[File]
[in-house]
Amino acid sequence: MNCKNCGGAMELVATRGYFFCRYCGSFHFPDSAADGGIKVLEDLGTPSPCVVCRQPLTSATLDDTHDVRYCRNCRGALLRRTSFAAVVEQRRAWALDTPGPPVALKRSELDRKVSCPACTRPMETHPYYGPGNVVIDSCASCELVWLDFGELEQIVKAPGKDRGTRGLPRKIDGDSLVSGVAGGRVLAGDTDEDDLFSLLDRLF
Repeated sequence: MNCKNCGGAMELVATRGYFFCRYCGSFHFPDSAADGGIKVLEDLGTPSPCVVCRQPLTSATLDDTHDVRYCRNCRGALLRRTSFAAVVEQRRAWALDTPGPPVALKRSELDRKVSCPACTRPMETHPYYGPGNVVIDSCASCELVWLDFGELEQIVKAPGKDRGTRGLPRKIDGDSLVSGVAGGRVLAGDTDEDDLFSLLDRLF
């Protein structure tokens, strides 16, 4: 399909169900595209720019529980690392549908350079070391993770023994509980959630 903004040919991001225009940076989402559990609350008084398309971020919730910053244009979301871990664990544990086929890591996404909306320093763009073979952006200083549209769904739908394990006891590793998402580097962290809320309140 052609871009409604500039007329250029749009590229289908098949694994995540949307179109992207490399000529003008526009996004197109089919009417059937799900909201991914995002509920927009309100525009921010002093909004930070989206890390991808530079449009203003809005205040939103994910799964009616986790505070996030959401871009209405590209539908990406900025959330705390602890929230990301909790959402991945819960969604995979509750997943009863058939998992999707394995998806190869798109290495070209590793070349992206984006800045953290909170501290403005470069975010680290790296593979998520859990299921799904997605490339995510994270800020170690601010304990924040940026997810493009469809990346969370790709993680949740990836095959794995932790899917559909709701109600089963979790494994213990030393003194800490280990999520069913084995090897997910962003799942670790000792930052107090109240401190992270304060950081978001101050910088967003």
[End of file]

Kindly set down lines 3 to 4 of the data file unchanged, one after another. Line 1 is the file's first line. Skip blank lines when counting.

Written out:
Repeated sequence: MNCKNCGGAMELVATRGYFFCRYCGSFHFPDSAADGGIKVLEDLGTPSPCVVCRQPLTSATLDDTHDVRYCRNCRGALLRRTSFAAVVEQRRAWALDTPGPPVALKRSELDRKVSCPACTRPMETHPYYGPGNVVIDSCASCELVWLDFGELEQIVKAPGKDRGTRGLPRKIDGDSLVSGVAGGRVLAGDTDEDDLFSLLDRLF
């Protein structure tokens, strides 16, 4: 399909169900595209720019529980690392549908350079070391993770023994509980959630 903004040919991001225009940076989402559990609350008084398309971020919730910053244009979301871990664990544990086929890591996404909306320093763009073979952006200083549209769904739908394990006891590793998402580097962290809320309140 052609871009409604500039007329250029749009590229289908098949694994995540949307179109992207490399000529003008526009996004197109089919009417059937799900909201991914995002509920927009309100525009921010002093909004930070989206890390991808530079449009203003809005205040939103994910799964009616986790505070996030959401871009209405590209539908990406900025959330705390602890929230990301909790959402991945819960969604995979509750997943009863058939998992999707394995998806190869798109290495070209590793070349992206984006800045953290909170501290403005470069975010680290790296593979998520859990299921799904997605490339995510994270800020170690601010304990924040940026997810493009469809990346969370790709993680949740990836095959794995932790899917559909709701109600089963979790494994213990030393003194800490280990999520069913084995090897997910962003799942670790000792930052107090109240401190992270304060950081978001101050910088967003």